Commuting Your Pension: Is it Worth It?

If you leave your job early,
you may consider
commuting your pension

When an employee feels like it’s time to leave their job, whether they retire early or resign from the company, they may have the opportunity to commute their pension. 

This allows them to have their pension in their hands early when their employer assigns a dollar value to what that pension would be if the employee were to retire right at that moment. But how do you determine what that dollar value should be? We asked Alex Lekas, director of sales for Industrial Alliance Insurance and Financial Services Inc., for the answer.

“Typically, your employer will do the value calculation for you,” he says. “They would take into account your age, years of service, what type of pension you would normally receive at retirement and using those pieces of information, they would come out with a dollar value in terms of a lump sum payout that they would give to the employee.”

Once you receive your commuted pension, under the Tax Act, there’s a certain amount that isn’t taxable that’s called The Maximum Taxable Transfer Limit. However, as Lekas points out, if your commuted pension amount happens to be above that maximum taxable transfer limit, the amount may still be subject to applicable income taxes.

The question always is, should you commute your pension or not, and is it worth it if you do? Lekas contends that the answer depends on what you want to get out of your retirement.

“For people that would like some additional income flexibility in retirement or if they’d like the ability to plan for their estate, possibly commuting their pension would provide them with some better opportunities to accomplish those goals,” he says. “You’d have to do the analysis ahead of time, but all things being equal, commuting your pension could provide you with additional income flexibility that you wouldn’t get by just staying the course and taking your pension from your given employer.”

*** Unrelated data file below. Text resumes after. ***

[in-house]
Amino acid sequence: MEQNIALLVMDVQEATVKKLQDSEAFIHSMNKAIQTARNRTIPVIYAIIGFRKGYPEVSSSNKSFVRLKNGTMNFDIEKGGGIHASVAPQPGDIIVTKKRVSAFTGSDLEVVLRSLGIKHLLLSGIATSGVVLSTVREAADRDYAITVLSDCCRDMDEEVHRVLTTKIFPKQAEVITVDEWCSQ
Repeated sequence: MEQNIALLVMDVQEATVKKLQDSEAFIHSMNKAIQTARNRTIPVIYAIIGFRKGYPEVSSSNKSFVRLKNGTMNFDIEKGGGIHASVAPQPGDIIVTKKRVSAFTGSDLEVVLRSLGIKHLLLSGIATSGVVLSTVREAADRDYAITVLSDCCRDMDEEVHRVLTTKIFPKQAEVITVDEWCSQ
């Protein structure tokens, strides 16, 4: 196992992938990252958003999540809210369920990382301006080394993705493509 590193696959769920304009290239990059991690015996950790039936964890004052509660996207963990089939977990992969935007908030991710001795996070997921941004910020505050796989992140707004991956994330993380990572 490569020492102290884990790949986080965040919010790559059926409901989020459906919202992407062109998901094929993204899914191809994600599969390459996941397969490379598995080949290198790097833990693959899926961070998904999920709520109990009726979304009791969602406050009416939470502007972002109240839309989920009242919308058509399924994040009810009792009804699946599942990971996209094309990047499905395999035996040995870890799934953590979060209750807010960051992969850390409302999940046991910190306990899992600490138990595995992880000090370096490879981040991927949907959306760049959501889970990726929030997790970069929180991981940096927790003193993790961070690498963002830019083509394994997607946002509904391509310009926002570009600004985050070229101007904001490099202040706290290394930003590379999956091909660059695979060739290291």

Of course, like anything, there are certain risks and pitfalls you should be aware of that are associated with taking a commuted value. One is the fact that many companies suggest that if you take a commuted value, you are essentially severing all your ties with them.

“In terms of any retiree health and dental benefits, you may not get those anymore, as well as any other additional benefits you may have received,” says Lekas.

For example, consider someone who works for GM or Ford and therefore has some additional benefits as discounts on new cars. She will not receive those benefits anymore because she’s essentially cutting her existing relationship with the company off. Also, from an income perspective, she may not get the same guaranteed income that she would’ve had under a regular pension.

“All of these potential risks depend on how the pension is set up, which is why I would recommend that any person considering commuting their pension speak with a trained financial professional who can walk them through the various options that are available in order to try and make the commuter’s income more guaranteed and more secure,” Lekas concludes.

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  • Cristina
    December 5, 2013 at 10:29 pm

    Hi Chantal,

    I really like all the information from your website. I have a question, this is for my sister. She’s interested to get a Life Income Fund ( for her retirement – she is now 47 years old)

    What can you recommend?

    Thank you!

    • LSM Insurance
      December 6, 2013 at 12:55 pm

      Thanks Cristina. I’m happy to help and just sent you an email. It’s hard to make any specific recommendations without knowing a little more about her situation.